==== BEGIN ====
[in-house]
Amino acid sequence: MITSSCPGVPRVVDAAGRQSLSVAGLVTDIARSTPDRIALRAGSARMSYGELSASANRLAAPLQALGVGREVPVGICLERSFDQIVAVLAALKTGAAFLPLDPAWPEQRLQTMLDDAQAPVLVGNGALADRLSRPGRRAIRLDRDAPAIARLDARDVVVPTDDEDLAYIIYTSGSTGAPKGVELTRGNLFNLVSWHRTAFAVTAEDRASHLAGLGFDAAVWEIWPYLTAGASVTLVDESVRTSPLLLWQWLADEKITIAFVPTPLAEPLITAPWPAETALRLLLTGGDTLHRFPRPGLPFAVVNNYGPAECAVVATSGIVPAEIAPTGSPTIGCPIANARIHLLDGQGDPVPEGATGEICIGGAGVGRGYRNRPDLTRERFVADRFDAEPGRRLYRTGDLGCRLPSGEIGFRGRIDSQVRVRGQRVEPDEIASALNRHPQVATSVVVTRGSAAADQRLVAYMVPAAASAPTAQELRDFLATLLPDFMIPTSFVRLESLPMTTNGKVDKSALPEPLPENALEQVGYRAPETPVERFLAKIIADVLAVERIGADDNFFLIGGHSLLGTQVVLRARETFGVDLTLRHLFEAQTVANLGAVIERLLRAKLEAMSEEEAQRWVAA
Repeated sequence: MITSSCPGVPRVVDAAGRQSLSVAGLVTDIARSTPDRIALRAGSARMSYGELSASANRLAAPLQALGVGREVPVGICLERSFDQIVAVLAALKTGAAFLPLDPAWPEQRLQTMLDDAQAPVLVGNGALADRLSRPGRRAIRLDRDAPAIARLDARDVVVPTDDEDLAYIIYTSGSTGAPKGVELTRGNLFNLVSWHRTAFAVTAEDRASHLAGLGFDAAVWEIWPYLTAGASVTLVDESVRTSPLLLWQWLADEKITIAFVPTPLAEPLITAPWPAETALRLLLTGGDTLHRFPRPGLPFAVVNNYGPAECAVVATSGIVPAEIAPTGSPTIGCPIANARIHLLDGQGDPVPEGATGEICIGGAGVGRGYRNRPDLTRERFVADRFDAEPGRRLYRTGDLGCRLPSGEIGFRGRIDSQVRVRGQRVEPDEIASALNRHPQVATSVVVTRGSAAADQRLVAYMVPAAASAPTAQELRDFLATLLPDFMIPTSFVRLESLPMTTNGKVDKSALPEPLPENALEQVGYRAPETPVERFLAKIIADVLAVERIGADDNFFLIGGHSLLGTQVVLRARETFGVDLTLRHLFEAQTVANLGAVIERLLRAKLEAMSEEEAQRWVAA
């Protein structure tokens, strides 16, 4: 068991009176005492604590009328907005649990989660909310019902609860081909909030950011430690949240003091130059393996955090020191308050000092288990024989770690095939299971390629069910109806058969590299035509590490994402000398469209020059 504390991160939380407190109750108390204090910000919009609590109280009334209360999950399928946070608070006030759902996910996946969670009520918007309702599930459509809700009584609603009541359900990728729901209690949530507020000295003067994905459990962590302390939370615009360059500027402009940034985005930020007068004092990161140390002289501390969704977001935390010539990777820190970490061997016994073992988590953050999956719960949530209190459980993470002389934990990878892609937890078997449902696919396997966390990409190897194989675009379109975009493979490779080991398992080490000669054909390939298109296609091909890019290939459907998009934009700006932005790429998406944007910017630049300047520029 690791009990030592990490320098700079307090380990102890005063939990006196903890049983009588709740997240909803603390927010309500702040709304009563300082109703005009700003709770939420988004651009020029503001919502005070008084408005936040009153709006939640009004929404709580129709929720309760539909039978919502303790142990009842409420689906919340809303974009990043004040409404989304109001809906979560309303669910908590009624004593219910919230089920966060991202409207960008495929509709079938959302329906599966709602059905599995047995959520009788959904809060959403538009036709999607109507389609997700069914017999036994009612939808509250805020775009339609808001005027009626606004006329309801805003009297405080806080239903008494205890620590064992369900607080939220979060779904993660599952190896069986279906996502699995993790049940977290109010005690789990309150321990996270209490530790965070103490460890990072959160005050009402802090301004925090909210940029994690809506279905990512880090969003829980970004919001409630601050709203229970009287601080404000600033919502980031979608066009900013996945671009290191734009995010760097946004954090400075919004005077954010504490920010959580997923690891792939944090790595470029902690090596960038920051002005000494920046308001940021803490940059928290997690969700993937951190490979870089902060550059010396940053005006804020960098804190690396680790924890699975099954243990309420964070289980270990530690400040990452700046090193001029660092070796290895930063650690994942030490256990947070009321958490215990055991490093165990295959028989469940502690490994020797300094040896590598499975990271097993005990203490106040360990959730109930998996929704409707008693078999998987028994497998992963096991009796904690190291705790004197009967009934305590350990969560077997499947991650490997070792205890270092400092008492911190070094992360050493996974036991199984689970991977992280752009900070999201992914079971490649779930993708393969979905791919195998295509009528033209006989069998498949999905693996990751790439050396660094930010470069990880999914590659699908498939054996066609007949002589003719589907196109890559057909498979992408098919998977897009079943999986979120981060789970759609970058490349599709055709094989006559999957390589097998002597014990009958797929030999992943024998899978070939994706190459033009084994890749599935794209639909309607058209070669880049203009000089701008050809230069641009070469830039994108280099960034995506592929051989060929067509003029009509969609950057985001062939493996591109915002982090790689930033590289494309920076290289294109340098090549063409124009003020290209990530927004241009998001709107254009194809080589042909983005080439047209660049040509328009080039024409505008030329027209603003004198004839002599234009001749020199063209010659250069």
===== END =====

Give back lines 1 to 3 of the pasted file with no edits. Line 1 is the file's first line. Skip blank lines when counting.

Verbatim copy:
[in-house]
Amino acid sequence: MITSSCPGVPRVVDAAGRQSLSVAGLVTDIARSTPDRIALRAGSARMSYGELSASANRLAAPLQALGVGREVPVGICLERSFDQIVAVLAALKTGAAFLPLDPAWPEQRLQTMLDDAQAPVLVGNGALADRLSRPGRRAIRLDRDAPAIARLDARDVVVPTDDEDLAYIIYTSGSTGAPKGVELTRGNLFNLVSWHRTAFAVTAEDRASHLAGLGFDAAVWEIWPYLTAGASVTLVDESVRTSPLLLWQWLADEKITIAFVPTPLAEPLITAPWPAETALRLLLTGGDTLHRFPRPGLPFAVVNNYGPAECAVVATSGIVPAEIAPTGSPTIGCPIANARIHLLDGQGDPVPEGATGEICIGGAGVGRGYRNRPDLTRERFVADRFDAEPGRRLYRTGDLGCRLPSGEIGFRGRIDSQVRVRGQRVEPDEIASALNRHPQVATSVVVTRGSAAADQRLVAYMVPAAASAPTAQELRDFLATLLPDFMIPTSFVRLESLPMTTNGKVDKSALPEPLPENALEQVGYRAPETPVERFLAKIIADVLAVERIGADDNFFLIGGHSLLGTQVVLRARETFGVDLTLRHLFEAQTVANLGAVIERLLRAKLEAMSEEEAQRWVAA
Repeated sequence: MITSSCPGVPRVVDAAGRQSLSVAGLVTDIARSTPDRIALRAGSARMSYGELSASANRLAAPLQALGVGREVPVGICLERSFDQIVAVLAALKTGAAFLPLDPAWPEQRLQTMLDDAQAPVLVGNGALADRLSRPGRRAIRLDRDAPAIARLDARDVVVPTDDEDLAYIIYTSGSTGAPKGVELTRGNLFNLVSWHRTAFAVTAEDRASHLAGLGFDAAVWEIWPYLTAGASVTLVDESVRTSPLLLWQWLADEKITIAFVPTPLAEPLITAPWPAETALRLLLTGGDTLHRFPRPGLPFAVVNNYGPAECAVVATSGIVPAEIAPTGSPTIGCPIANARIHLLDGQGDPVPEGATGEICIGGAGVGRGYRNRPDLTRERFVADRFDAEPGRRLYRTGDLGCRLPSGEIGFRGRIDSQVRVRGQRVEPDEIASALNRHPQVATSVVVTRGSAAADQRLVAYMVPAAASAPTAQELRDFLATLLPDFMIPTSFVRLESLPMTTNGKVDKSALPEPLPENALEQVGYRAPETPVERFLAKIIADVLAVERIGADDNFFLIGGHSLLGTQVVLRARETFGVDLTLRHLFEAQTVANLGAVIERLLRAKLEAMSEEEAQRWVAA